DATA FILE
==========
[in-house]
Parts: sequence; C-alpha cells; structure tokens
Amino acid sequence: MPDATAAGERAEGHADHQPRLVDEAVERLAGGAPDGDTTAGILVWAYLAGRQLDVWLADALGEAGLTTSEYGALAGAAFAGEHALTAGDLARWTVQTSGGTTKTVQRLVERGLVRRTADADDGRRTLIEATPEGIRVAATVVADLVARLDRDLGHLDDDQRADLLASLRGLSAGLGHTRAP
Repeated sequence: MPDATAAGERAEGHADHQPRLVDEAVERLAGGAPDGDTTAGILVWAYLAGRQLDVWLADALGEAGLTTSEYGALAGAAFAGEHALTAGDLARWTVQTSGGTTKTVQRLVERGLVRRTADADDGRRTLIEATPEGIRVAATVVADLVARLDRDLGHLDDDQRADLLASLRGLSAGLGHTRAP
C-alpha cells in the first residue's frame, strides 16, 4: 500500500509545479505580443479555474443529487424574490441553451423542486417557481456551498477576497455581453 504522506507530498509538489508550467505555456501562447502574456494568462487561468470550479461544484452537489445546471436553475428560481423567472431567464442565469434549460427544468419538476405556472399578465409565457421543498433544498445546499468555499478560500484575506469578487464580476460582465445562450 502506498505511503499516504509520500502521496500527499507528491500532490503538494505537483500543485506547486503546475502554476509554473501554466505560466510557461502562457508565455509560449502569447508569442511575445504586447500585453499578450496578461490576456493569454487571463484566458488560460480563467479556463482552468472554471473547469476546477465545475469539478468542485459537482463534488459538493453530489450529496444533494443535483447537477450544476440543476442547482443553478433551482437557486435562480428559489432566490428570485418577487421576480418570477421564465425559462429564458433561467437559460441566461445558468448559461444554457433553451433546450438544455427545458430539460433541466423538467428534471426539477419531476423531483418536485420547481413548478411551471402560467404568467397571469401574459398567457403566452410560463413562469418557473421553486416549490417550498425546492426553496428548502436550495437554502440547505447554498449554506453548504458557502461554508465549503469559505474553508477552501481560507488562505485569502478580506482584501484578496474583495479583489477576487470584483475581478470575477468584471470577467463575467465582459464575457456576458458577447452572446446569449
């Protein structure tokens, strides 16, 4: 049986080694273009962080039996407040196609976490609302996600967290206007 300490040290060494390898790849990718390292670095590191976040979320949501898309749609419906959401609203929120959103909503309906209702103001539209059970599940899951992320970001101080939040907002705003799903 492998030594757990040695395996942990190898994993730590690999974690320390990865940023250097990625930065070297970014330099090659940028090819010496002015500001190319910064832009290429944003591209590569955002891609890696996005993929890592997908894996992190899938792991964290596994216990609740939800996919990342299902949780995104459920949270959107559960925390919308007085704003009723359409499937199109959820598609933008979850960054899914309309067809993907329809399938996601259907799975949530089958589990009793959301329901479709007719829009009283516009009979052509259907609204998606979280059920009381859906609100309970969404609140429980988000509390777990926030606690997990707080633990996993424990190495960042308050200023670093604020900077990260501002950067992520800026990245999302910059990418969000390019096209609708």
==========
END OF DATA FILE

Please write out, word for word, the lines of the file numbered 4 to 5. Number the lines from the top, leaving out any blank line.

Repeated sequence: MPDATAAGERAEGHADHQPRLVDEAVERLAGGAPDGDTTAGILVWAYLAGRQLDVWLADALGEAGLTTSEYGALAGAAFAGEHALTAGDLARWTVQTSGGTTKTVQRLVERGLVRRTADADDGRRTLIEATPEGIRVAATVVADLVARLDRDLGHLDDDQRADLLASLRGLSAGLGHTRAP
C-alpha cells in the first residue's frame, strides 16, 4: 500500500509545479505580443479555474443529487424574490441553451423542486417557481456551498477576497455581453 504522506507530498509538489508550467505555456501562447502574456494568462487561468470550479461544484452537489445546471436553475428560481423567472431567464442565469434549460427544468419538476405556472399578465409565457421543498433544498445546499468555499478560500484575506469578487464580476460582465445562450 502506498505511503499516504509520500502521496500527499507528491500532490503538494505537483500543485506547486503546475502554476509554473501554466505560466510557461502562457508565455509560449502569447508569442511575445504586447500585453499578450496578461490576456493569454487571463484566458488560460480563467479556463482552468472554471473547469476546477465545475469539478468542485459537482463534488459538493453530489450529496444533494443535483447537477450544476440543476442547482443553478433551482437557486435562480428559489432566490428570485418577487421576480418570477421564465425559462429564458433561467437559460441566461445558468448559461444554457433553451433546450438544455427545458430539460433541466423538467428534471426539477419531476423531483418536485420547481413548478411551471402560467404568467397571469401574459398567457403566452410560463413562469418557473421553486416549490417550498425546492426553496428548502436550495437554502440547505447554498449554506453548504458557502461554508465549503469559505474553508477552501481560507488562505485569502478580506482584501484578496474583495479583489477576487470584483475581478470575477468584471470577467463575467465582459464575457456576458458577447452572446446569449